Social business consultants – the Emperor’s new clothes

Is social business the new badge for the social media expert?

Judging by some of the events I’ve attended and an increasing number of blog posts I’ve read recently it could well be.

Let’s start off with the fact that it’s yet another ‘social’ term that’s been stolen by those who appear to think the world started with the internet and that social media changes everything. If it existed before they did, then it can’t have been that important. Just like social marketing had a specific meaning before the advent of social media, so did social business. And neither has anything whatsoever to do with social media.

Social marketing has actually been around for at least 40 years and one of the earliest accepted definitions was by Kotler and Zaltman in 1971: Social marketing is ‘the design, implementation and control of programs calculated to influence the acceptability of social ideas and involving considerations of product planning, pricing, communication, distribution and marketing research.’ The UK’s National Social Marketing Centre defines it as ‘the systematic application of marketing, alongside other concepts and techniques, to achieve specific behavioural goals, for a social good.’

Social business also has a well established meaning:

‘Social business is a non-loss, non-dividend company designed to address a social objective.’

This one comes courtesy of Wikipedia, the social media gurus’ favourite font of all knowledge, so it must be right!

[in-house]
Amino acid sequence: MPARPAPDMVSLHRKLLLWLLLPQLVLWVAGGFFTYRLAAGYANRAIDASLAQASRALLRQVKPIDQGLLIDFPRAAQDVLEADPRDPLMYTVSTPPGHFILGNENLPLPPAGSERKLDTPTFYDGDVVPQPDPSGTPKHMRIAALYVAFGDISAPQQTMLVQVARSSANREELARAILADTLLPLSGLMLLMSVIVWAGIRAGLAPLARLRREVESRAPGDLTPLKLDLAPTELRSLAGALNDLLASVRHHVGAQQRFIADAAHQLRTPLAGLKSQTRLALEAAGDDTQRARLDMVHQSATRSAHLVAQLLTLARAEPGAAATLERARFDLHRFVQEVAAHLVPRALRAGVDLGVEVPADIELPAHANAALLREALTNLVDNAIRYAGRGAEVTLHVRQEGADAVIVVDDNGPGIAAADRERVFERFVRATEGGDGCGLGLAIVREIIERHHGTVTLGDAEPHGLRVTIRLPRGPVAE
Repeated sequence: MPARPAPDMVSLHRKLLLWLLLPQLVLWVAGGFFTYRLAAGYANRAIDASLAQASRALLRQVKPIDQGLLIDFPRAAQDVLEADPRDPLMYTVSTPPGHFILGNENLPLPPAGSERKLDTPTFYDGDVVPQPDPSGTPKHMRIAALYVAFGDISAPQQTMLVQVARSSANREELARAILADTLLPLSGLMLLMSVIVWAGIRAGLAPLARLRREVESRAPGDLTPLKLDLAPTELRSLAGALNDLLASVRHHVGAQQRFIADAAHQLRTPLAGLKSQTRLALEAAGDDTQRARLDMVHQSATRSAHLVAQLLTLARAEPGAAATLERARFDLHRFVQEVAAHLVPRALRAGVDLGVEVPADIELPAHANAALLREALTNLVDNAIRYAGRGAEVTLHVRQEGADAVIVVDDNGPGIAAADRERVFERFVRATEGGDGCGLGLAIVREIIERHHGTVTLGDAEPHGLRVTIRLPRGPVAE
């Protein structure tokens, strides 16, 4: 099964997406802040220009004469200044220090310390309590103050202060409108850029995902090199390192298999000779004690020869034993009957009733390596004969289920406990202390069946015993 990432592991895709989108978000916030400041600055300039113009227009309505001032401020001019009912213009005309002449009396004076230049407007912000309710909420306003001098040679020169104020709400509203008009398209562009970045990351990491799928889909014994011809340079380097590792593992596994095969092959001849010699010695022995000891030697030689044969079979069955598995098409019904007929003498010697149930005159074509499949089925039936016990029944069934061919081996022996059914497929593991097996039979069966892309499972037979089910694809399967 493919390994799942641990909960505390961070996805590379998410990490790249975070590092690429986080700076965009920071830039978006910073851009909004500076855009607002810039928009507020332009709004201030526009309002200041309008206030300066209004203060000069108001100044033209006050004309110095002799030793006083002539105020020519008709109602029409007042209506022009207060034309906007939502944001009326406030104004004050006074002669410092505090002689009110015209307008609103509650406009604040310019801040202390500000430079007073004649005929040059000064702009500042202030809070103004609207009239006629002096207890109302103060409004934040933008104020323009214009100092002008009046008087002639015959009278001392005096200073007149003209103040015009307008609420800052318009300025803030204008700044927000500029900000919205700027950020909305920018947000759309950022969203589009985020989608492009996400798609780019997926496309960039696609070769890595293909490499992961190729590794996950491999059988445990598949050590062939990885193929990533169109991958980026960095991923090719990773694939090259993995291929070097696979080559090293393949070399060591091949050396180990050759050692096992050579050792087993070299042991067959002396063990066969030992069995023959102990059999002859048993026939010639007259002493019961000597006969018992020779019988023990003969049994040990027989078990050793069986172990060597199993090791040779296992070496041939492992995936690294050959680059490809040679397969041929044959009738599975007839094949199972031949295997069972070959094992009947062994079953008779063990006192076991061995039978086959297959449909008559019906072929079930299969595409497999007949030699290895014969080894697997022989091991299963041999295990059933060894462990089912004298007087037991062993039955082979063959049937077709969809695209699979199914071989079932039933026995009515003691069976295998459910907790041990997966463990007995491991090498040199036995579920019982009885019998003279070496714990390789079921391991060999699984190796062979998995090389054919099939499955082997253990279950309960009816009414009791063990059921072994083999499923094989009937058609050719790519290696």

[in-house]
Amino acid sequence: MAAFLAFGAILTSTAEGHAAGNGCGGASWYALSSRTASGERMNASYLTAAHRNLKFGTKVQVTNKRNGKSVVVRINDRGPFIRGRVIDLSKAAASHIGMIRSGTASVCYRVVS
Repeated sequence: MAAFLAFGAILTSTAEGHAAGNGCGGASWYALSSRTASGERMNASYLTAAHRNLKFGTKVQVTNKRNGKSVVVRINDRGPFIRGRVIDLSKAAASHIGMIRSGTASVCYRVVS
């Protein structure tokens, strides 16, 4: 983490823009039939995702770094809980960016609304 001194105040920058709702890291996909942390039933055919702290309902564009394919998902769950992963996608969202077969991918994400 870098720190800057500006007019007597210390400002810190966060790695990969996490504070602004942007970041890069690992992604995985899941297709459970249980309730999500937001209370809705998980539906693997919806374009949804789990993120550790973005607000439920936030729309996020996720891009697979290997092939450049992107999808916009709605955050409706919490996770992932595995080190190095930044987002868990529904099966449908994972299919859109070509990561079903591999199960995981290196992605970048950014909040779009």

The new social business consultants want you to be astounded about how disruptive social media and social networks are and what gargantuan effects they are going to have on your business. They want you to think that only they have seen the light and that only they can take you by the hand and guide you into the future.

This is flawed thinking on two levels:

1) Social business isn’t actually that new or different. Business has always been about people. ‘People buy from people’ has been true since the dawn of time. What’s changed is the means of interaction between people and organisations. It’s now easier for people to talk to other people, and for you to listen and talk to them.

2) They don’t have the experience or expertise to provide worthwhile consultancy on everything.

Now that’s not to say that social business can’t also be defined as ‘a business designed around social tools, social media, and social networks’ (also courtesy of Wikipedia). It’s hardly rocket science to realise that businesses need to adapt to the changing world around them and that a huge part of that is the rise of the ‘social web’.

But the critical thing is that the last person you’d want helping you to change is a social business consultant.

Personally, I’d run a mile from anyone who claimed to be a social business consultant. What you’ll probably find is someone who has failed at something else and spotted a new niche where they hope to make a quick buck; or someone who iss actually very good at what they do, but isn’t satisfied with that and wants to be recognised for being bigger and cleverer than everyone else.